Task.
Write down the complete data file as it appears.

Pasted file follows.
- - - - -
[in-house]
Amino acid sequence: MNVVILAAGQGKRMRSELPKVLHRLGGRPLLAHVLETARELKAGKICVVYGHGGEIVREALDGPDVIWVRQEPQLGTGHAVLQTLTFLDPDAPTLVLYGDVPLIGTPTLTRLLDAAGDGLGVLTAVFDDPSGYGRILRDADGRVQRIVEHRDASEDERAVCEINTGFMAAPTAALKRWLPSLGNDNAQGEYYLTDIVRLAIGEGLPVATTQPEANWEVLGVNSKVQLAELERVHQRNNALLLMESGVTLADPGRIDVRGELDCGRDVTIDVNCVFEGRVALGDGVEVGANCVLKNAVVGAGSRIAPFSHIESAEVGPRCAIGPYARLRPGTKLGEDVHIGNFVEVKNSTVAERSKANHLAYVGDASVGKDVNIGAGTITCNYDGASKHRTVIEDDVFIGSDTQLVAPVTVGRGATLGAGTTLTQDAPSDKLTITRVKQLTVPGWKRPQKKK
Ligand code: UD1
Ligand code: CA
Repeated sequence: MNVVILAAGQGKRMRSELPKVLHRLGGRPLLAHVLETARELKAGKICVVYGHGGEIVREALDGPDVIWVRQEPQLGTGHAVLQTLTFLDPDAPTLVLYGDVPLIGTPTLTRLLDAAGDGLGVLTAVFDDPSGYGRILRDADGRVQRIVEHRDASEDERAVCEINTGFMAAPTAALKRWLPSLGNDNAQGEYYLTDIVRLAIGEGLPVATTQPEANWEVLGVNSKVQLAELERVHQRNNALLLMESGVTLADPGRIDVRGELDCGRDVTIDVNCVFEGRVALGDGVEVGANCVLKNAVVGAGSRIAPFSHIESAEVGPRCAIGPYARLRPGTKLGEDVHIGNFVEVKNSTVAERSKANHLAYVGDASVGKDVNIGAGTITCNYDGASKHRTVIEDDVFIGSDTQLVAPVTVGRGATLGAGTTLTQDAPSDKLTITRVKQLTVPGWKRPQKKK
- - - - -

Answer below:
[in-house]
Amino acid sequence: MNVVILAAGQGKRMRSELPKVLHRLGGRPLLAHVLETARELKAGKICVVYGHGGEIVREALDGPDVIWVRQEPQLGTGHAVLQTLTFLDPDAPTLVLYGDVPLIGTPTLTRLLDAAGDGLGVLTAVFDDPSGYGRILRDADGRVQRIVEHRDASEDERAVCEINTGFMAAPTAALKRWLPSLGNDNAQGEYYLTDIVRLAIGEGLPVATTQPEANWEVLGVNSKVQLAELERVHQRNNALLLMESGVTLADPGRIDVRGELDCGRDVTIDVNCVFEGRVALGDGVEVGANCVLKNAVVGAGSRIAPFSHIESAEVGPRCAIGPYARLRPGTKLGEDVHIGNFVEVKNSTVAERSKANHLAYVGDASVGKDVNIGAGTITCNYDGASKHRTVIEDDVFIGSDTQLVAPVTVGRGATLGAGTTLTQDAPSDKLTITRVKQLTVPGWKRPQKKK
Ligand code: UD1
Ligand code: CA
Repeated sequence: MNVVILAAGQGKRMRSELPKVLHRLGGRPLLAHVLETARELKAGKICVVYGHGGEIVREALDGPDVIWVRQEPQLGTGHAVLQTLTFLDPDAPTLVLYGDVPLIGTPTLTRLLDAAGDGLGVLTAVFDDPSGYGRILRDADGRVQRIVEHRDASEDERAVCEINTGFMAAPTAALKRWLPSLGNDNAQGEYYLTDIVRLAIGEGLPVATTQPEANWEVLGVNSKVQLAELERVHQRNNALLLMESGVTLADPGRIDVRGELDCGRDVTIDVNCVFEGRVALGDGVEVGANCVLKNAVVGAGSRIAPFSHIESAEVGPRCAIGPYARLRPGTKLGEDVHIGNFVEVKNSTVAERSKANHLAYVGDASVGKDVNIGAGTITCNYDGASKHRTVIEDDVFIGSDTQLVAPVTVGRGATLGAGTTLTQDAPSDKLTITRVKQLTVPGWKRPQKKK